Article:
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Available for Use: 133 Years of Geologic Investigations

Researcher going over meterials. The Field Records Collection provides project materials, a study area, and other services to visiting researchers.
Photo Credit: Clay Martin, USGS

Visitors to the U.S. Geological Survey (USGS) Field Records Collection gain a unique perspective into 133 years of geologic investigations, from the earliest surveys of the agency to recently completed 21st century projects. The USGS Library is responsible for accessioning, maintaining, inventorying, and providing access to this archive—whose origins date back to an office storeroom in Washington in the 1880s. Consisting of notebooks, maps, aerial photos, and sample data, the Field Records Collection represents the work of more than 1,200 scientists who have conducted geologic investigations for the agency. Eventually, all Federal record materials in the Field Records Collection will be retired to the National Archives but for now, they are located at the Denver USGS Library, where they have been held since 1951. Occupying more than 3,000 linear feet of shelf space, 62 file cabinets, and 1,000 map drawers, along with its sister archive, the USGS Historical Photographic Collection, the Field Records Collection serves as a valuable depot of data for geologists, biologists, hydrologists, historians, and many other researchers.

File systems in the Denver USGS Library. The USGS Field Records Collection occupies approximately 5,000 square feet in the Special Collections Room of the Denver
USGS Library.
Photo Credit: Clay Martin, USGS

The last five years have seen landmark developments at the Field Records Collection. In 2007, at the recommendation of the USGS Library Advisory Board, a major reorganization of the archive was initiated. The emphasis was on more effectively organizing, inventorying, and preserving the data in the collection. In 2009, the Field Records Web site was established, allowing researchers in and beyond USGS to view descriptive inventories of almost 300 collections (the number grows weekly) and to request onsite access to materials via an electronic order form. The Web site also offers keyword search functions, suggestions on donating field materials and gaining access to un-inventoried collections, and links to related library services and to other scientific archives. With these resources, researchers can locate materials as diverse as:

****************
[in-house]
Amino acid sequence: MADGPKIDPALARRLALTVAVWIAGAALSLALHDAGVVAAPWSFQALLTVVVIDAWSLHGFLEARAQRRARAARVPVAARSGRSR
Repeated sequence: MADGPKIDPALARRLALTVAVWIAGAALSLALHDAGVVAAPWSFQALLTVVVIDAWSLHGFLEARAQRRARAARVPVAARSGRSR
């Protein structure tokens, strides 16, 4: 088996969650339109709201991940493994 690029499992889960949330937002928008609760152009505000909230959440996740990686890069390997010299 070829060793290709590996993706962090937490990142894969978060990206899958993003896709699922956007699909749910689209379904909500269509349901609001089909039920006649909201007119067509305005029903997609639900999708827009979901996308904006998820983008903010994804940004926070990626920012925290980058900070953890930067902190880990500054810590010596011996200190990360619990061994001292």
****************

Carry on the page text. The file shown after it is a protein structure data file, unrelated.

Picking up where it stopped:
• 1880s–era hand-drawn maps of Grand Canyon topography by Sumner Bodfish and John Renshawe
  • Notes on the engineering geology of Pacific island chains from investigations by the USGS Branch of Military Geology during and after World War II
  • Thousands of square miles of geologic map coverage compiled for the USGS Eastern Kentucky Coal Mapping Program in the 1960s and 1970s
  • The personal papers of John David Love, legendary Wyoming geologist and subject of John McPhee's biographical narrative Rising from the Plains

In addition to the USGS scientists who regularly visit the collection to consult their colleagues' field materials or their own archived records, information gleaned from the material in the Field Records Collection has been used in many interesting ways by a diverse clientele. Recent examples include: